Mike, you see it all but the therefore. There isn’t going to be any wind down of QE. Not now, not ever. What there will be, ultimately, is a stock market crash, because sooner or later something will happen to frighten the lenders and stop renewal of those overnight loans on which speculators rely. Nobody knows what will happen or when, but this fantasy market cannot last forever, QE or no QE.r

      Reply
  5. Greg Kaiser

    Duh-uh! What else is new?! When any bubble bursts, “because ‘stupid money’ had flooded the market” the smart money buys low. Then they sell high when the money floods the market again. This worm has turned at least half a dozen times in my lifetime. I’m sure it’s more. The smart money sold high twice: once at the beginning and once at the end of the Bush Administration alone.

    Moses saw that making money from money or from real estate was tantamount to perpetual motion. That’s why he banned usury, rent and selling land forever. . . . When will we catch on that the FIRE must concentrate wealth and burn out the economy, because it is a mathematical certainty that one can’t make something from nothing. No work. No gain. Non productive activity produces nothing but a drain on real material economy.

    Reply
  6. Steven Bailey

    There is a very big issue with investing in RE for the long term. The methods, materials and workmanship on many homes built since the 80′s are not equal to much of the housing stock built before then. After spending a couple decades in the construction business my guess is that a significant number of newer homes will experience failure that can not be cost effectively repaired. The result of poor quality housing is the projected useful life of a newer house will be much shorter than that of former housing stock.

    Reply
    1. Jess

      In much of the country I would agree with you. Here in CA it’s a little different, mainly (entirely?) due to the constant improvement of our state building codes in an effort to minimize the loss of life and property damage from our inevitable periodic earthquakes. My current home was built in 1971. The newer ones which have been built over the ensuing years are far superior in every respect except one: mine was one of the last built with real plaster walls instead of drywall. (Real plaster is a personal aesthetic favorite of mine but probably doesn’t matter to most other people.)

      But everything else? Much better.

      Foundation footings are deeper and wider, with steel I-beam posts required on all four corners (and sometimes at strategic locations in between) on all multi-story homes. Steel I-beams are also used across the garage opening, the wall separating the garage from the main area of the house, and on the back wall of the living area. Sides and ends of the homes are sheathed in 5/8″ or 3/4″ MDSB shear panels and then those panels are connected to each other laterally and vertically by nailed-on 4′ lengths of steel strapping. Roofs are also sheathed with MDSB. Before the exterior wall covering (stucco, siding, masonry, whatever) is applied all the surfaces are covered with TyVek waterproof membrane to keep out moisture.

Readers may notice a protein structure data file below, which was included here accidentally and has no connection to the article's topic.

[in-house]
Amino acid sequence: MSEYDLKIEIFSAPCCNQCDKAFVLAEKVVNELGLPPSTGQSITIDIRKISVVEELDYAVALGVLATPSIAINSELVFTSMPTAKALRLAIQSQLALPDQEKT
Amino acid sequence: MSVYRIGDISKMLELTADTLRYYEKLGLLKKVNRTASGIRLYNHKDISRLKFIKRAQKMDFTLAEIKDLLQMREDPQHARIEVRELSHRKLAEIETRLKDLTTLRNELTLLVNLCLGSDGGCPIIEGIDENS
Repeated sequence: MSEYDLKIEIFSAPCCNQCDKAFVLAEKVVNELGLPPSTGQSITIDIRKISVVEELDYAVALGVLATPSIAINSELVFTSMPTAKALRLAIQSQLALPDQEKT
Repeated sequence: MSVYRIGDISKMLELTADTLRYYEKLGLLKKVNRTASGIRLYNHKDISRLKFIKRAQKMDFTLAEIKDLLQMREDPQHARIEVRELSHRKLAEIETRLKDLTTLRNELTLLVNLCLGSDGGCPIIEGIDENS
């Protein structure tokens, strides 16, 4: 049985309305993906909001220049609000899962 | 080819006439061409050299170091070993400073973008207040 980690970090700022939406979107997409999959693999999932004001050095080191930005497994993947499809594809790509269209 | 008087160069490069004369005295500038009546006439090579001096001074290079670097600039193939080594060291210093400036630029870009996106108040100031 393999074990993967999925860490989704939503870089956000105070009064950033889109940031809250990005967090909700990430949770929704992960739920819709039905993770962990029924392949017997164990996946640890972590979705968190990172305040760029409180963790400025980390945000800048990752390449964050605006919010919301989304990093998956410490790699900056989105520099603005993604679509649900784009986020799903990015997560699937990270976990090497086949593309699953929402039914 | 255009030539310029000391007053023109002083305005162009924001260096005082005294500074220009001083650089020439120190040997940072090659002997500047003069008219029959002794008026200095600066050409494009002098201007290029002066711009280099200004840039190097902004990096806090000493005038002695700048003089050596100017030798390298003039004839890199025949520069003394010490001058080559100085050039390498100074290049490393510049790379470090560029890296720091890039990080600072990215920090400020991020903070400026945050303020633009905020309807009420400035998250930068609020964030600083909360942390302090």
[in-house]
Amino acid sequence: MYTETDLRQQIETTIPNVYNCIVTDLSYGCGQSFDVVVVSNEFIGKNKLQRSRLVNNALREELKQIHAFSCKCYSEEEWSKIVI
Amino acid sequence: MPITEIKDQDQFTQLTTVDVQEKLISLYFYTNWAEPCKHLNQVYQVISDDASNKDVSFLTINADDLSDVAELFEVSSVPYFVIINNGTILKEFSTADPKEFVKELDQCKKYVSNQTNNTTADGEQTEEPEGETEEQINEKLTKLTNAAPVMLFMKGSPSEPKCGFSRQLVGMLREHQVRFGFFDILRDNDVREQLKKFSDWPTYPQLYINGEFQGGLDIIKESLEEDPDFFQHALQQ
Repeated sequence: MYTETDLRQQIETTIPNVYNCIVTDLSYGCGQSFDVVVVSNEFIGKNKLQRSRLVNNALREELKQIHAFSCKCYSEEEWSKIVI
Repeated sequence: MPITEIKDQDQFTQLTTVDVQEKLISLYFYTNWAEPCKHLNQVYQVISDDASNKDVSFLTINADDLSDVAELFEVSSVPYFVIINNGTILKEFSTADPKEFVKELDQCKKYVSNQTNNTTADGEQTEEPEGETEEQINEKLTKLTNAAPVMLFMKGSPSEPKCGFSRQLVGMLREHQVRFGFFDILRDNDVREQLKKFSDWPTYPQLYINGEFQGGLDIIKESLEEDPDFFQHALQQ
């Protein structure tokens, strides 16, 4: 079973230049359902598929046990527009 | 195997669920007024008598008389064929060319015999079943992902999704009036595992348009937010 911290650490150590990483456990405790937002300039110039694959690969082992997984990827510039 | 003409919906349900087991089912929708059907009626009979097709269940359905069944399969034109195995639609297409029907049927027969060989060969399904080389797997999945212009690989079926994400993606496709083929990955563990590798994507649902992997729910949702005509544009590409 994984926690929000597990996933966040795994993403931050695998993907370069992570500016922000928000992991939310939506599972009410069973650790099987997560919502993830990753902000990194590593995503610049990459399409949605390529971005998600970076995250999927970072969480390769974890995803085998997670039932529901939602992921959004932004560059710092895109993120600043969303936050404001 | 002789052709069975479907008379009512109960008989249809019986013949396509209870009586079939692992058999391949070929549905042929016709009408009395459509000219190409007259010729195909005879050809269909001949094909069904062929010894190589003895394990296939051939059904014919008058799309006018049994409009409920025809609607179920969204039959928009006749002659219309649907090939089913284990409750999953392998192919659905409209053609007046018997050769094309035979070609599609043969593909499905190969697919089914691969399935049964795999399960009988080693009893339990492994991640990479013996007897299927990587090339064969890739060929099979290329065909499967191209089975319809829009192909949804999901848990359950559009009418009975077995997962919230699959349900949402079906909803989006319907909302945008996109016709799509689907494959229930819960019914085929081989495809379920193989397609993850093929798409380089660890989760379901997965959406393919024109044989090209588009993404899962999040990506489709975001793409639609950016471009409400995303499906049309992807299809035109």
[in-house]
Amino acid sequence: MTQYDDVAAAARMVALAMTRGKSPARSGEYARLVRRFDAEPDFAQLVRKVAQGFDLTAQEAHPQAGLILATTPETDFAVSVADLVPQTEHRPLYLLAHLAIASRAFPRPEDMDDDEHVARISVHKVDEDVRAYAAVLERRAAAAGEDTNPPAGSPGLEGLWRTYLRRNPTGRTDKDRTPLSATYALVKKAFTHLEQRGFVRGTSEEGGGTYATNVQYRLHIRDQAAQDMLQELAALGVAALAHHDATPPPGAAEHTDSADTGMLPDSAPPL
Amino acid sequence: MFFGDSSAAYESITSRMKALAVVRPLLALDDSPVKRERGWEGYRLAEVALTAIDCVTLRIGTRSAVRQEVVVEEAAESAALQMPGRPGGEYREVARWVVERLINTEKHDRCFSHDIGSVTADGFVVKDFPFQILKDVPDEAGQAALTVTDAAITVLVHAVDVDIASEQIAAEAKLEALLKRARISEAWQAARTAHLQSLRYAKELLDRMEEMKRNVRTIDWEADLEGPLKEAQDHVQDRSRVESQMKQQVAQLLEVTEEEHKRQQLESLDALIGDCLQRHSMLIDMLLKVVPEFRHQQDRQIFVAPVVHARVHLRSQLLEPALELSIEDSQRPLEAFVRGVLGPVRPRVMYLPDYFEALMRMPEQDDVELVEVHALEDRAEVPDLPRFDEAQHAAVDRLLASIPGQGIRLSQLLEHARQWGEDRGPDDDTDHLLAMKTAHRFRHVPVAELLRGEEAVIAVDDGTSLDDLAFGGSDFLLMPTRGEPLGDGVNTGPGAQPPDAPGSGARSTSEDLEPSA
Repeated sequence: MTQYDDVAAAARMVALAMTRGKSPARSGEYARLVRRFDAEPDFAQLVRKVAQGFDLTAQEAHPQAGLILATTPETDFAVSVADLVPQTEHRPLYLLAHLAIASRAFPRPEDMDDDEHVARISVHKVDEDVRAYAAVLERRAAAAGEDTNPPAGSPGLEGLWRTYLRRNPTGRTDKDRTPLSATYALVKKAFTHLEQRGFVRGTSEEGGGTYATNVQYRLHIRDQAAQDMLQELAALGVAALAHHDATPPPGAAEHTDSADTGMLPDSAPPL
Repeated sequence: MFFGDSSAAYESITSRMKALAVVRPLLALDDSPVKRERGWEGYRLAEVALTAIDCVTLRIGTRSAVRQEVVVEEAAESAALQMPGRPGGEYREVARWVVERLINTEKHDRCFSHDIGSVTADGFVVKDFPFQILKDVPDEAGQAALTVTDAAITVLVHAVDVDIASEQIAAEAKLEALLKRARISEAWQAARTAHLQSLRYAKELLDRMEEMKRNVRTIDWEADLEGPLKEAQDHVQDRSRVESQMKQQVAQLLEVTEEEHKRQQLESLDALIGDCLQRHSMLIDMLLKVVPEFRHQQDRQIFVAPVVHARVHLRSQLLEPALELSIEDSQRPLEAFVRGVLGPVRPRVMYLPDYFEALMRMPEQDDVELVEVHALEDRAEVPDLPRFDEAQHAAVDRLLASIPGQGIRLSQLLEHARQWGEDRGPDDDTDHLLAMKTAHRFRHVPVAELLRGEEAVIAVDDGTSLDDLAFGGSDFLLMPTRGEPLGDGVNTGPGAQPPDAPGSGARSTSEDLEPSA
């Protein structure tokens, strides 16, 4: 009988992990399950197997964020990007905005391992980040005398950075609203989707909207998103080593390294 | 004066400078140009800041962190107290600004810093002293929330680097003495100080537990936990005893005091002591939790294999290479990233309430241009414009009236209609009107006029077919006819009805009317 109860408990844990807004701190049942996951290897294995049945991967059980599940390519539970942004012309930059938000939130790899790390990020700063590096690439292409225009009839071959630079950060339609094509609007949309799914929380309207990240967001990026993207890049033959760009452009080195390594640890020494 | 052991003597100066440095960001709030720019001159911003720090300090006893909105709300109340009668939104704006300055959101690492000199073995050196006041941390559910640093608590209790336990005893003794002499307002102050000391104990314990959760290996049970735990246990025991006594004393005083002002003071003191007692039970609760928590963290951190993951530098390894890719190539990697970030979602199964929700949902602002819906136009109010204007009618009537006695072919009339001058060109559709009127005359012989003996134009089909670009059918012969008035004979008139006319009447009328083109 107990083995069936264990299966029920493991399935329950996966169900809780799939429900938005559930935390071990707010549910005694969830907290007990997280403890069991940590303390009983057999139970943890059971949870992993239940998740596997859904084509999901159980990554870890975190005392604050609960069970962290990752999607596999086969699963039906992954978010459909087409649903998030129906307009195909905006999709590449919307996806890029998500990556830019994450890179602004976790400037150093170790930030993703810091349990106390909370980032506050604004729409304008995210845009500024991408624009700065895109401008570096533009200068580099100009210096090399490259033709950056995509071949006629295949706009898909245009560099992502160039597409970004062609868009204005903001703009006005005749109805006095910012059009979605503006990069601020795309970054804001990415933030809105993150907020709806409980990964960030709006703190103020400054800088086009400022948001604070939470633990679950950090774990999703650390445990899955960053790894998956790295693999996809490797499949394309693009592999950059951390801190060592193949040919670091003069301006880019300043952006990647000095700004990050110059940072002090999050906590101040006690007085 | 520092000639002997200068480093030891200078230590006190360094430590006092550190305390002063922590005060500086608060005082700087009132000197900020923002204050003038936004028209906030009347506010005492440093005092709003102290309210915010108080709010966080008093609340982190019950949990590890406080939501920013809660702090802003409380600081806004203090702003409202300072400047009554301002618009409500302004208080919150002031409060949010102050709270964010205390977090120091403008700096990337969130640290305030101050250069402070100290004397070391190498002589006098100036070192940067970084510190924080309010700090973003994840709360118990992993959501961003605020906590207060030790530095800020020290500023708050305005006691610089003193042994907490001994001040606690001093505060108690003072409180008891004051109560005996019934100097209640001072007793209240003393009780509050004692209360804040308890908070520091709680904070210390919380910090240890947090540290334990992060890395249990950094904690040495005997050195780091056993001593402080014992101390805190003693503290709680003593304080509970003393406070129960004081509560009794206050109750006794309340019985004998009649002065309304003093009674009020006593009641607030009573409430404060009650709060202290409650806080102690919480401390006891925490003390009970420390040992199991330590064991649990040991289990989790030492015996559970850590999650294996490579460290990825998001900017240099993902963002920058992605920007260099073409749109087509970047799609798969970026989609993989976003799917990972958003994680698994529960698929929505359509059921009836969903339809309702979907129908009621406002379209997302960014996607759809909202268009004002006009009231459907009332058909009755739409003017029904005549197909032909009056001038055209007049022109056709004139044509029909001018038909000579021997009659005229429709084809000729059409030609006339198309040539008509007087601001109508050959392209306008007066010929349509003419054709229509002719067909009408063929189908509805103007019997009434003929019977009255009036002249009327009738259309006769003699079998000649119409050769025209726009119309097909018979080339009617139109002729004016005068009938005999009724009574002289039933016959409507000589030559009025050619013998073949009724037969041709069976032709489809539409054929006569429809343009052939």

A few things that I don’t like (again, personal preference) and which might lead to the problems you suggest, are the use of PVC and ABS plastic pipes as well as Romex with plastic electrical boxes instead of traditional electrical conduit and metal boxes. However, even I believe that this stuff will continue to function as intended for 40-50 years.

      But in much of the rest of the country, including AZ, NV, FL and similar areas, new construction does not have the quality of stuff built “back when”.

      Reply
      1. j gibbs

        Here in North Carolina, the houses are worse than the cars coming out of Detroit. Everything falls apart in twenty years, in houses selling for $500,000!

        Reply
      2. Brooklin Bridge

        Code proliferation is a mixed bag (perhaps less so in CA). It ensures more energy efficient houses, as well as any number of other benefits that come when the house is built. But it can do so at the expense of long lasting materials, or at the level of cost per square foot or both. Home buyers that are well off end up getting most of the benefits and those that are average or right on the margin end up paying for it.

        Moreover, homeowners and smaller contractors who want to “legally” work on their own or others homes (renovations, additions, moderate to large repairs) – old or new – end up paying due to exploding complexity in meeting and understanding code requirements. Many renovations are simply going beyond the scope of the average homeowner to do and are becoming harder and harder to make a living on for the small contractor. This is, of course, not an accident or unintended casualty of the proliferation process.

        That said, many of these code changes and additions are real improvements and do add lasting value to the buildings somewhat regardless of price category. I’m frankly amazed, for instance, that some of the “matchbox” houses built in the 50′s have lasted as long as they did. They might not last a whole lot longer today than then, if you could get them, but they would remain tighter, more comfortable and safer for a much longer period.

        Reply
  7. Trent